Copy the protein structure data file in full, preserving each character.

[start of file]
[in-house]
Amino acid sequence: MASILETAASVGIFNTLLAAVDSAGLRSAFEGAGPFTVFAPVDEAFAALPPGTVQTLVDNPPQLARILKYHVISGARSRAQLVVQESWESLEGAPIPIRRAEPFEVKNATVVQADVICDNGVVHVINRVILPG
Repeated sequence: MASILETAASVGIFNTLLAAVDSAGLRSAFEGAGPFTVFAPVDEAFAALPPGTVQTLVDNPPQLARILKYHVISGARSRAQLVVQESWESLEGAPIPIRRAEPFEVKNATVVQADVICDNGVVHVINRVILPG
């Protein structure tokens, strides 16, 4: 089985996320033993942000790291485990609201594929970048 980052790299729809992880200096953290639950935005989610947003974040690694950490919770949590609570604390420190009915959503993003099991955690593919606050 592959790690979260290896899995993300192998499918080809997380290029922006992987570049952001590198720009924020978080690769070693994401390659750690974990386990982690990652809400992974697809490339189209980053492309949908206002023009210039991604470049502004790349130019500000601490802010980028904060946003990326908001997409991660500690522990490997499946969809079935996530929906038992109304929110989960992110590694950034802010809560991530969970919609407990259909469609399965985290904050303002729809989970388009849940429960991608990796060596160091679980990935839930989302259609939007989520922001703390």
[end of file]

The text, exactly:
[in-house]
Amino acid sequence: MASILETAASVGIFNTLLAAVDSAGLRSAFEGAGPFTVFAPVDEAFAALPPGTVQTLVDNPPQLARILKYHVISGARSRAQLVVQESWESLEGAPIPIRRAEPFEVKNATVVQADVICDNGVVHVINRVILPG
Repeated sequence: MASILETAASVGIFNTLLAAVDSAGLRSAFEGAGPFTVFAPVDEAFAALPPGTVQTLVDNPPQLARILKYHVISGARSRAQLVVQESWESLEGAPIPIRRAEPFEVKNATVVQADVICDNGVVHVINRVILPG
């Protein structure tokens, strides 16, 4: 089985996320033993942000790291485990609201594929970048 980052790299729809992880200096953290639950935005989610947003974040690694950490919770949590609570604390420190009915959503993003099991955690593919606050 592959790690979260290896899995993300192998499918080809997380290029922006992987570049952001590198720009924020978080690769070693994401390659750690974990386990982690990652809400992974697809490339189209980053492309949908206002023009210039991604470049502004790349130019500000601490802010980028904060946003990326908001997409991660500690522990490997499946969809079935996530929906038992109304929110989960992110590694950034802010809560991530969970919609407990259909469609399965985290904050303002729809989970388009849940429960991608990796060596160091679980990935839930989302259609939007989520922001703390």